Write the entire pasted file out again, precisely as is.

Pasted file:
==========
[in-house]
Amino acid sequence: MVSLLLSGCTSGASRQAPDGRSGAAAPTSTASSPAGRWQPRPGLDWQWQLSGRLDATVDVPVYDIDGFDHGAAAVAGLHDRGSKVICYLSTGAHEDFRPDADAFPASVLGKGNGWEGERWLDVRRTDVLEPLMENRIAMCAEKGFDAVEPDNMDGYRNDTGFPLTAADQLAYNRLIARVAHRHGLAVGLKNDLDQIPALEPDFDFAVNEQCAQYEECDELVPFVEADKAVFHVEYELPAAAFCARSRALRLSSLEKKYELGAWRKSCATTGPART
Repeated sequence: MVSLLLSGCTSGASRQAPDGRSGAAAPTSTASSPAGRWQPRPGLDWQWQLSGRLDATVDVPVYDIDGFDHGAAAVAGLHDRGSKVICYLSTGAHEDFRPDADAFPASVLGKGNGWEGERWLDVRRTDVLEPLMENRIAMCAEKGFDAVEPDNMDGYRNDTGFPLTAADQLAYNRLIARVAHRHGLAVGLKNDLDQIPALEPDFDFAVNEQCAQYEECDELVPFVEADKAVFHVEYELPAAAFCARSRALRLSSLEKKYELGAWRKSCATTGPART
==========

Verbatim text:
[in-house]
Amino acid sequence: MVSLLLSGCTSGASRQAPDGRSGAAAPTSTASSPAGRWQPRPGLDWQWQLSGRLDATVDVPVYDIDGFDHGAAAVAGLHDRGSKVICYLSTGAHEDFRPDADAFPASVLGKGNGWEGERWLDVRRTDVLEPLMENRIAMCAEKGFDAVEPDNMDGYRNDTGFPLTAADQLAYNRLIARVAHRHGLAVGLKNDLDQIPALEPDFDFAVNEQCAQYEECDELVPFVEADKAVFHVEYELPAAAFCARSRALRLSSLEKKYELGAWRKSCATTGPART
Repeated sequence: MVSLLLSGCTSGASRQAPDGRSGAAAPTSTASSPAGRWQPRPGLDWQWQLSGRLDATVDVPVYDIDGFDHGAAAVAGLHDRGSKVICYLSTGAHEDFRPDADAFPASVLGKGNGWEGERWLDVRRTDVLEPLMENRIAMCAEKGFDAVEPDNMDGYRNDTGFPLTAADQLAYNRLIARVAHRHGLAVGLKNDLDQIPALEPDFDFAVNEQCAQYEECDELVPFVEADKAVFHVEYELPAAAFCARSRALRLSSLEKKYELGAWRKSCATTGPART